The Killing of Childhood in Kuwait

For those of us that have lived in the same area for many years, witnessing change is not uncommon. More often than not however, that change is for the worse.

This sign post was errected in Hawally, near the intersection of Tunis St. & Beirut St. It is right behind KFC.

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No playing Football – Municipality of Kuwait – Under threat of legal action

As the translation suggests, anyone caught playing football will be prosecuted to the full extent of the law. As you can see, the area is relatively wide and offers expanses of open space that might appeal to children wishing to partake in a friendly game of football. It is a dead area in that traffic is minimal, with few parked cars around.

Unfortunately, it happens to be right-smack-dab near a municipality building (which I always thought was abandoned).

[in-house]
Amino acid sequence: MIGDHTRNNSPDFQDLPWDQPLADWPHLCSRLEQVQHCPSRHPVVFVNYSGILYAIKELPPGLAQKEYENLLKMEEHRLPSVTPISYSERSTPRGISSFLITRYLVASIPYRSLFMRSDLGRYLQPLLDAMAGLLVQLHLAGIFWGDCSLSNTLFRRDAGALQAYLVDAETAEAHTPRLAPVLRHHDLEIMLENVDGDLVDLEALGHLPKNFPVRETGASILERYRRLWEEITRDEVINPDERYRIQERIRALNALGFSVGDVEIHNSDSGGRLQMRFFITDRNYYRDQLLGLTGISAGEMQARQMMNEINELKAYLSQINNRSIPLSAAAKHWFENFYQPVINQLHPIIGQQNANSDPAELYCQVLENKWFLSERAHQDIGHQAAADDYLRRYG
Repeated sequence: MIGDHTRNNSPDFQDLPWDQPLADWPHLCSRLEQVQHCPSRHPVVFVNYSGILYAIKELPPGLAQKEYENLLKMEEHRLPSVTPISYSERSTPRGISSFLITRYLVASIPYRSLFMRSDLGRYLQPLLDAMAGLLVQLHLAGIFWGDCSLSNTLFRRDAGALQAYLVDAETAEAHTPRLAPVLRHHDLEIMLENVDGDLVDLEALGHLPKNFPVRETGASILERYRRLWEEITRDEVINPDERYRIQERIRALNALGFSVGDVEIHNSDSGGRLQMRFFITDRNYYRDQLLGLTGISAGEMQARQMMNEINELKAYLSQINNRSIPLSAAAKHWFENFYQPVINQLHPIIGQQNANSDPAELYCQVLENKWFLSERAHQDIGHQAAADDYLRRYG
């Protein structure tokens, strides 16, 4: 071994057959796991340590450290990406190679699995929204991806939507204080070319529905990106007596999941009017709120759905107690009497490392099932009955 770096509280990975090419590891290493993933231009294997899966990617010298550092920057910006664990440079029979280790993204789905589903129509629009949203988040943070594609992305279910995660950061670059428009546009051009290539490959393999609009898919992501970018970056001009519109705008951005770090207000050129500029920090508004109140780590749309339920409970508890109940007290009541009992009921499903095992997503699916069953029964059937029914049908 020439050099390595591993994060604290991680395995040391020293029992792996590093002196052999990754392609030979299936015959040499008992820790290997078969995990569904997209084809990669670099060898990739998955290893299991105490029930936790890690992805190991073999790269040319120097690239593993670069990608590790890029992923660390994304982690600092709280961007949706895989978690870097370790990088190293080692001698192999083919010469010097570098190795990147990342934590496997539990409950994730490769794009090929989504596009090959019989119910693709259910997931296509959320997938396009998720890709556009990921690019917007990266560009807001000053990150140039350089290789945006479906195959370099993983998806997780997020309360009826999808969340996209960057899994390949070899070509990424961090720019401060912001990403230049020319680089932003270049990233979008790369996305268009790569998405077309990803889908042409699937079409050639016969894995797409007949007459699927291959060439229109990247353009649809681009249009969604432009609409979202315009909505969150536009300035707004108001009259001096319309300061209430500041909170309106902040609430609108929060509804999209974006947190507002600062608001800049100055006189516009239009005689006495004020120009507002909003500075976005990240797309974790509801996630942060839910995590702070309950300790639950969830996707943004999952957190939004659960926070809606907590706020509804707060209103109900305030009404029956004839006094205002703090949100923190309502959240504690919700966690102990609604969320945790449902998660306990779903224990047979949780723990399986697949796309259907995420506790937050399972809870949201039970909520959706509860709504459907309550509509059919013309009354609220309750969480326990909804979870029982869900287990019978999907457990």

If you are to compare the state of childhood 20 years or so in the past, you would find that back then there was an expanse of space available in every building where children could enjoy their youthful folly. Fastforward to today however, and you will find that every available space in any building is being used for parking, or storage of some sort. Buildings are now much larger than they were back then, with much fewer open spaces.

Now in addition to this, the available open areas are being “closed off”?

Childhood is murdered, and the culprit is the mad dash for cash and supposed “progress”.

Hang your heads in shame.

PS to those that will tout that Kuwait has made available football pitches that can be rented etc. to those I say, since when are children expected to pay for their childhood? Whatever happened to the open sand pitches that were strewn across Kuwait? Most famously the ones right next to Mubarak Hospital in Jabriya; those pitches hosted inter-school football tournaments, there were PLENTY. Now? Only 2 remain, the rest of the area was converted into Parking, a road, and government structures.

Goodbye outside, hello obesity and connection obsession.

August 2011 ( View complete archive page )

September 2011 ( View complete archive page )

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